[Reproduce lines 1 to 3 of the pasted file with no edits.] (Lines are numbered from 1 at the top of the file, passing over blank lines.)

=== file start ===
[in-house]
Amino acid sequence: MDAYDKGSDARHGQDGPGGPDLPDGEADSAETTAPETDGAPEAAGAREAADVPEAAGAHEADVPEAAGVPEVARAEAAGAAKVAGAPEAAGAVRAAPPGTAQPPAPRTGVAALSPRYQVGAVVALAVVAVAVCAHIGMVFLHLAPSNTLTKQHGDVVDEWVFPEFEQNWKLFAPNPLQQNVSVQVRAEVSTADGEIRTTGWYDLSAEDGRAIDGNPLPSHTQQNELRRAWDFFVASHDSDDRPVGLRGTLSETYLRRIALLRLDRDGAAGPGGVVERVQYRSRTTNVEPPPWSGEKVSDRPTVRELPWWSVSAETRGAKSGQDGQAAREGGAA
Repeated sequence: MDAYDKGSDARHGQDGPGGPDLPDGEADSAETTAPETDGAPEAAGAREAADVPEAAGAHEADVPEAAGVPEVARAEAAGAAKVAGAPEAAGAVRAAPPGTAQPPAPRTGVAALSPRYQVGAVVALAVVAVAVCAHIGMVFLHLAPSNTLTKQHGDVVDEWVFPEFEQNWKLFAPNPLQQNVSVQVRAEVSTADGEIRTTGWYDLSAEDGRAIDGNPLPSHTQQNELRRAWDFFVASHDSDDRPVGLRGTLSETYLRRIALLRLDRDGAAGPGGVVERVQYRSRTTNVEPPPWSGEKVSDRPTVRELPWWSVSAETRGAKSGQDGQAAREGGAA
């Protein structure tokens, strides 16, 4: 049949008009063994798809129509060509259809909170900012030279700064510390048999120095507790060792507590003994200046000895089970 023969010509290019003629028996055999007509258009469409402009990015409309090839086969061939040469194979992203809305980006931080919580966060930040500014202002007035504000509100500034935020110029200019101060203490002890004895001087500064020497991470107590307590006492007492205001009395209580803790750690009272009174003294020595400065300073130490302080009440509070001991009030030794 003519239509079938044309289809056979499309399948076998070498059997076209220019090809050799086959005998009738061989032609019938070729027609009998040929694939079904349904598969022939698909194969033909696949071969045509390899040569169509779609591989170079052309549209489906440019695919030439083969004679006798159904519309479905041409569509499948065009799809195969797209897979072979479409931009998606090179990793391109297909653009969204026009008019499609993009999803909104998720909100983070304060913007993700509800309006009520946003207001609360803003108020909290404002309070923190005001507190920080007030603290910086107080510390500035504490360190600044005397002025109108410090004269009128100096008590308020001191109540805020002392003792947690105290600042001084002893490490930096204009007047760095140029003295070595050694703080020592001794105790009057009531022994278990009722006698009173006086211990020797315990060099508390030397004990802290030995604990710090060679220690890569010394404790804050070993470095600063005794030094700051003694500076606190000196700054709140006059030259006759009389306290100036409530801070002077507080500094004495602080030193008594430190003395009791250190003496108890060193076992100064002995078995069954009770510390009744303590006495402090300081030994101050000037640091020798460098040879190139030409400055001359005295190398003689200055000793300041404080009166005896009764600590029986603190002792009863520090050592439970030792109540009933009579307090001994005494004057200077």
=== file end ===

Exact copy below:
[in-house]
Amino acid sequence: MDAYDKGSDARHGQDGPGGPDLPDGEADSAETTAPETDGAPEAAGAREAADVPEAAGAHEADVPEAAGVPEVARAEAAGAAKVAGAPEAAGAVRAAPPGTAQPPAPRTGVAALSPRYQVGAVVALAVVAVAVCAHIGMVFLHLAPSNTLTKQHGDVVDEWVFPEFEQNWKLFAPNPLQQNVSVQVRAEVSTADGEIRTTGWYDLSAEDGRAIDGNPLPSHTQQNELRRAWDFFVASHDSDDRPVGLRGTLSETYLRRIALLRLDRDGAAGPGGVVERVQYRSRTTNVEPPPWSGEKVSDRPTVRELPWWSVSAETRGAKSGQDGQAAREGGAA
Repeated sequence: MDAYDKGSDARHGQDGPGGPDLPDGEADSAETTAPETDGAPEAAGAREAADVPEAAGAHEADVPEAAGVPEVARAEAAGAAKVAGAPEAAGAVRAAPPGTAQPPAPRTGVAALSPRYQVGAVVALAVVAVAVCAHIGMVFLHLAPSNTLTKQHGDVVDEWVFPEFEQNWKLFAPNPLQQNVSVQVRAEVSTADGEIRTTGWYDLSAEDGRAIDGNPLPSHTQQNELRRAWDFFVASHDSDDRPVGLRGTLSETYLRRIALLRLDRDGAAGPGGVVERVQYRSRTTNVEPPPWSGEKVSDRPTVRELPWWSVSAETRGAKSGQDGQAAREGGAA